Before I started my internship this summer, I had been seriously considering leaving the church and denying my faith. Personally citing that I could no longer live with the inconsistencies that I believed were integral to the Church.
This summer however was a summer of growth, and as I read, and listened in my meditation I discovered that while I was in fact running counter to what the Church has been teaching for the past 1500 years, I was not necessarily wrong. Orthodoxy, while its definition includes “right,” “correct,” and “true,” is not synonymous with truth. Orthodoxy is merely the acceptance of current, mainstream, ideological thought; it is acceptance of the norm. It is the “recognized standard” it is “conventional” it is conformation to ideology processed and handed down to us by men hundreds of years dead.
This is not religion, this is not faith; this is conformity, stagnation, and in fact antithetical to the teachings of Jesus Christ. Orthodoxy is the dominant story of Christianity in our society, and I realized that what I had issues with was not the teachings of Jesus Christ, but the stringent application of orthodoxy in our lives.
Rejecting orthodoxy is in my opinion, the only way that we will save the Church. While many people might claim that the only reason the Church is still alive and well today is because of its strict adherence to the orthodox mentality, I would dare posit that it has more to do with the political power the church acquired during the growth of an empire. I would suggest that the church garnered its power through fear and conquest (the inquisition; forced conversion of native peoples; etc) rather than through the loving reality of the message of Christ, and I would attribute all of these faults to orthodoxy.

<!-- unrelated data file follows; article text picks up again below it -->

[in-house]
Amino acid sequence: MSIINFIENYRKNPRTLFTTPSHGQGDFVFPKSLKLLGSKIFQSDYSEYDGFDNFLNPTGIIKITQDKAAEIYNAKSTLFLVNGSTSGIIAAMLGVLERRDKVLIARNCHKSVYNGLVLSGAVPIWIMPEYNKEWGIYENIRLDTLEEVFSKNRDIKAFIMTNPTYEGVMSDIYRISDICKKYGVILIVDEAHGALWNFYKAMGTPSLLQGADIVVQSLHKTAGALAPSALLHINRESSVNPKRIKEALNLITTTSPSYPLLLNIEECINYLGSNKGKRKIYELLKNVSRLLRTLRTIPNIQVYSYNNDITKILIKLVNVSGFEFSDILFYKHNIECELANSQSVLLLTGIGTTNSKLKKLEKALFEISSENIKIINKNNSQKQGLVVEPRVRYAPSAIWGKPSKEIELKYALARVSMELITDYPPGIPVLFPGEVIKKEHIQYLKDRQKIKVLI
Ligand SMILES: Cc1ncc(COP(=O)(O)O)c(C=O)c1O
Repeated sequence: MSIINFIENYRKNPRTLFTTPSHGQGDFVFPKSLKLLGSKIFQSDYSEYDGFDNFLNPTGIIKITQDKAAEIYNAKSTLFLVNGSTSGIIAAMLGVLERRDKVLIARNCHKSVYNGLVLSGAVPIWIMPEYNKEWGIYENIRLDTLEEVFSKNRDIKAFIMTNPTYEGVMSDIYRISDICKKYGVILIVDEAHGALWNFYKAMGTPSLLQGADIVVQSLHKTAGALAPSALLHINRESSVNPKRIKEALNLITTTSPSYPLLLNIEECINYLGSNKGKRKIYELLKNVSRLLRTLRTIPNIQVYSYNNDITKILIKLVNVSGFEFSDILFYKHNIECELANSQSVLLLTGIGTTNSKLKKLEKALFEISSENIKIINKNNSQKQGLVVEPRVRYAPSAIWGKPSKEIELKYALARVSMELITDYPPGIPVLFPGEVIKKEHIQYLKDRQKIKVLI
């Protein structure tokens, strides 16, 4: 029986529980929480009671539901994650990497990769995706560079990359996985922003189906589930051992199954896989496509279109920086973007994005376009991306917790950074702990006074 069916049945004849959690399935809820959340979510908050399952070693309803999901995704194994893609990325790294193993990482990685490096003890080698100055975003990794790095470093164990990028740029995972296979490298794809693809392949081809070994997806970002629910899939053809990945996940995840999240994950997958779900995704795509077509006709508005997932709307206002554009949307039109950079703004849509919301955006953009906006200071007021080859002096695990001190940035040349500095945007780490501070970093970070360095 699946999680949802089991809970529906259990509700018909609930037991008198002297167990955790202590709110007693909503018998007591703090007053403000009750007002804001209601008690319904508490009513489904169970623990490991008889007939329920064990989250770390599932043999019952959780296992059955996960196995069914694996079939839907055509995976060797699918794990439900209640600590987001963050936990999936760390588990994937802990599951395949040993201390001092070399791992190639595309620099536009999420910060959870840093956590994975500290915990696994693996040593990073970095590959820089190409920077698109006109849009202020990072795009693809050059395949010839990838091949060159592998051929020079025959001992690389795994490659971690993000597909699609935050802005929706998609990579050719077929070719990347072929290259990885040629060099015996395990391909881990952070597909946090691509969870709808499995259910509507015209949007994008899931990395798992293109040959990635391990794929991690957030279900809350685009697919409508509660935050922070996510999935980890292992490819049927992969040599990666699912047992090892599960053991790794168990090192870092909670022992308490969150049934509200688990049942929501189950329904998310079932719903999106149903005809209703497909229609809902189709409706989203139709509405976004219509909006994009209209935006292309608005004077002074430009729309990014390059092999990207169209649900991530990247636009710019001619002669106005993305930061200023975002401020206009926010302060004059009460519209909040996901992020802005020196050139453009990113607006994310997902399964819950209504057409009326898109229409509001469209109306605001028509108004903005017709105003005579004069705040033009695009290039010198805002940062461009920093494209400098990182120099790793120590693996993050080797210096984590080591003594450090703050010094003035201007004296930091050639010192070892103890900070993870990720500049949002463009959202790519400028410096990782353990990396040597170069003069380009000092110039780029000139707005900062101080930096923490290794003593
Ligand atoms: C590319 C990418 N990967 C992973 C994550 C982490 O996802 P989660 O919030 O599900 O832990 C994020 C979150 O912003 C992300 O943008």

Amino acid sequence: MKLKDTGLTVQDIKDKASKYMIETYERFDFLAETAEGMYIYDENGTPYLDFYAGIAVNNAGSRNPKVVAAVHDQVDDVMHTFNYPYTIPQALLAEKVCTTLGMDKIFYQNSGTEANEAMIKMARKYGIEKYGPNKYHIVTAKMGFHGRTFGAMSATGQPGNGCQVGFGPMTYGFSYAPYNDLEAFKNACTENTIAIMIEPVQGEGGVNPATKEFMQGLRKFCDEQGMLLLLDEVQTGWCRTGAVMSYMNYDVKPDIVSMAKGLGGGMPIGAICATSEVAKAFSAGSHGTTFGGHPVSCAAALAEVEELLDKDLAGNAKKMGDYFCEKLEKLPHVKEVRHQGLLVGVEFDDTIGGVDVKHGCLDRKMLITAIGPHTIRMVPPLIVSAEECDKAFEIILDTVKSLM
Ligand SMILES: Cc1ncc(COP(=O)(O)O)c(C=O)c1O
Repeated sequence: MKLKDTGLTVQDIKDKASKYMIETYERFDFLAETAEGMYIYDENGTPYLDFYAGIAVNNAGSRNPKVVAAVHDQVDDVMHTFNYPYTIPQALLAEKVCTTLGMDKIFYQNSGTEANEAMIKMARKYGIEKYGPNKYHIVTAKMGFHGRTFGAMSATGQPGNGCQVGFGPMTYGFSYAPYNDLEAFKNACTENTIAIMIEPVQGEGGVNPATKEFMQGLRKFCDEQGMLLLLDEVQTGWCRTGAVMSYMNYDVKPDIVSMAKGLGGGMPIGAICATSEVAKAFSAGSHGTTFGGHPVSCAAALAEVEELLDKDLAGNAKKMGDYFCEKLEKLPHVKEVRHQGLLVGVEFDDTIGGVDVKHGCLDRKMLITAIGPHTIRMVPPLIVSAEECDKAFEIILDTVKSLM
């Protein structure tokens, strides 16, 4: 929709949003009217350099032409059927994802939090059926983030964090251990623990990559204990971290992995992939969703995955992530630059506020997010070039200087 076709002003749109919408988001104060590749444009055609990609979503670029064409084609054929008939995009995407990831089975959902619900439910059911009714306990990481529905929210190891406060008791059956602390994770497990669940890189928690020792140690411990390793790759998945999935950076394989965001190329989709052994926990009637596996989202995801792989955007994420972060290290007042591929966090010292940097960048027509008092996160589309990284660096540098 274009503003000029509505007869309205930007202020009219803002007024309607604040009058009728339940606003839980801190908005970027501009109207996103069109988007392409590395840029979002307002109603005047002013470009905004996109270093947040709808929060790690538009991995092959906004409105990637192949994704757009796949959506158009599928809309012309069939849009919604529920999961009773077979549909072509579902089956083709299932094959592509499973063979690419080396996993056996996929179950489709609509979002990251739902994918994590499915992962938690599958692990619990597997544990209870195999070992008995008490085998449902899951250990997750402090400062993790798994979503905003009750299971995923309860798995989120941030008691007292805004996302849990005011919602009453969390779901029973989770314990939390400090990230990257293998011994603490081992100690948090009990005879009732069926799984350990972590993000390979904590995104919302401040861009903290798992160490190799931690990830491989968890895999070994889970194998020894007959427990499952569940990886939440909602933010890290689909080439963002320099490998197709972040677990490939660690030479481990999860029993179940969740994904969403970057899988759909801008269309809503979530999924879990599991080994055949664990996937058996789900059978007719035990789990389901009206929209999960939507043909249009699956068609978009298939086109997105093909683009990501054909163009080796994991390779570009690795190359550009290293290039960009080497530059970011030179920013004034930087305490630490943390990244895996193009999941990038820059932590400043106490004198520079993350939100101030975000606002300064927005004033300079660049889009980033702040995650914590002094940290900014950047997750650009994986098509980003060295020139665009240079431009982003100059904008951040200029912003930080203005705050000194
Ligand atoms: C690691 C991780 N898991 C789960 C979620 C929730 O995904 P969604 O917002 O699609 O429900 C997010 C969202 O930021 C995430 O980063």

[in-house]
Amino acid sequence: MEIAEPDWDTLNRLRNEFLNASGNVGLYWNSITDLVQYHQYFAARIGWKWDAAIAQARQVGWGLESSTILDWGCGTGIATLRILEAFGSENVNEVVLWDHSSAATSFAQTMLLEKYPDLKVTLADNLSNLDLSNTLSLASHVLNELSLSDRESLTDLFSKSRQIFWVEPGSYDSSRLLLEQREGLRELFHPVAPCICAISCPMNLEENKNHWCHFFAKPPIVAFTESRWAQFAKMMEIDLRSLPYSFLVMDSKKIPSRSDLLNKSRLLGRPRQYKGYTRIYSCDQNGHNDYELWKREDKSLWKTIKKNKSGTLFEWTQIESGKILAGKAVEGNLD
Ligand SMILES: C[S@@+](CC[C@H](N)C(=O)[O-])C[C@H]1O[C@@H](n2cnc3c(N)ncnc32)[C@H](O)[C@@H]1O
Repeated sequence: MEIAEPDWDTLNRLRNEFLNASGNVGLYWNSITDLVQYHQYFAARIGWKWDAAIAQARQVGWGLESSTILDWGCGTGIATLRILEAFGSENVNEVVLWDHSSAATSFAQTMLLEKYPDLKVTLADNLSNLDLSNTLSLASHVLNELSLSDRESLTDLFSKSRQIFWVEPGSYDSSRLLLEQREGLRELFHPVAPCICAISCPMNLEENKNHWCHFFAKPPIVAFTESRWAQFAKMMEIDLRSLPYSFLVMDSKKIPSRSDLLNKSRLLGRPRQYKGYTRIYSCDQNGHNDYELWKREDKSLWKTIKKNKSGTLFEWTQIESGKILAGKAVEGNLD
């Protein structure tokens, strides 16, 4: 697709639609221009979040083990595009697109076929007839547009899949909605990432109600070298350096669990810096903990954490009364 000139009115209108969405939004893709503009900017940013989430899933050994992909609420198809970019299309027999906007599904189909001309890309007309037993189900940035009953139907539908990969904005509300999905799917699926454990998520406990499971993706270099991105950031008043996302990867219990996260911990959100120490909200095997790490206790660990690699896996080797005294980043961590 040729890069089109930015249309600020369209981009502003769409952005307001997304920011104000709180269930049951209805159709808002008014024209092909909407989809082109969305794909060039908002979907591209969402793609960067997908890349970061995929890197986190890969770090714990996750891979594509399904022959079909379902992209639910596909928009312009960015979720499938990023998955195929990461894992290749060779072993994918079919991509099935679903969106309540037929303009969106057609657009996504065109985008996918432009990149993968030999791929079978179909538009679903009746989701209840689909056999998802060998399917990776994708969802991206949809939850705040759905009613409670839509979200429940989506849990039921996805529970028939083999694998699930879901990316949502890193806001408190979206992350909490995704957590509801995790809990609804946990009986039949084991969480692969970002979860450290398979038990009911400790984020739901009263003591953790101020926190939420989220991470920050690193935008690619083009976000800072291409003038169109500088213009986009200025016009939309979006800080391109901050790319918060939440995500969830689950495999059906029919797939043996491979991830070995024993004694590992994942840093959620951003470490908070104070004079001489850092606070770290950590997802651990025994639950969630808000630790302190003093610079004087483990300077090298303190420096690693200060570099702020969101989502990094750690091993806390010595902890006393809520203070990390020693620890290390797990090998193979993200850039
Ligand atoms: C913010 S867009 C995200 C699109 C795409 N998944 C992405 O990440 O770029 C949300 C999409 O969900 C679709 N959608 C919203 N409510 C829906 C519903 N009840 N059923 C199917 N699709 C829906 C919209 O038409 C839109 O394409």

How can we say we are a religion that espouses peace when we pay little attention to the people, when we listen so poorly to the realities of the world, when we fail to empathize with our brothers and sisters? How can we grow if all we do is repeat what our teachers have taught us, as the ideology of Apostolic Succession has conditioned us? The Gnostics firmly believed, as Elaine Pagels writes, that “original creative invention [was] the mark of anyone who becomes spiritually alive… [w]hoever merely repeated his teacher’s words was considered immature”.
I stand in concurrence with the Valentinian Gnostics on this point. If we follow the God of creation, a God that exists in all and everything, and if we are to follow Jesus Christ, who taught us to be more like God, how do we expect to do so if we do not create? If we do not share in this blessed creation, by protecting, serving, and crafting something new?
- Friend: He was like a renaissance man.
- Me: Yeah?
- Friend: Yeah....
- Friend: He knew mad shit about mad shit.
Conservators recently restored “Diana,” the best-known work of the most celebrated sculptor of the Gilded Age, Augustus Saint-Gaudens. After an extensive study of the artist’s methods and several phases of technical preparation, they made much-needed structural repairs to the sculpture and applied 180 square feet of gold leaf to restore its original shine. To see how much work went into the process, check out here.
Conservators Andrew Lins, Alisa Vignalo, and Adam Jenkins apply gold leaf to “Diana” in the Great Stair Hall.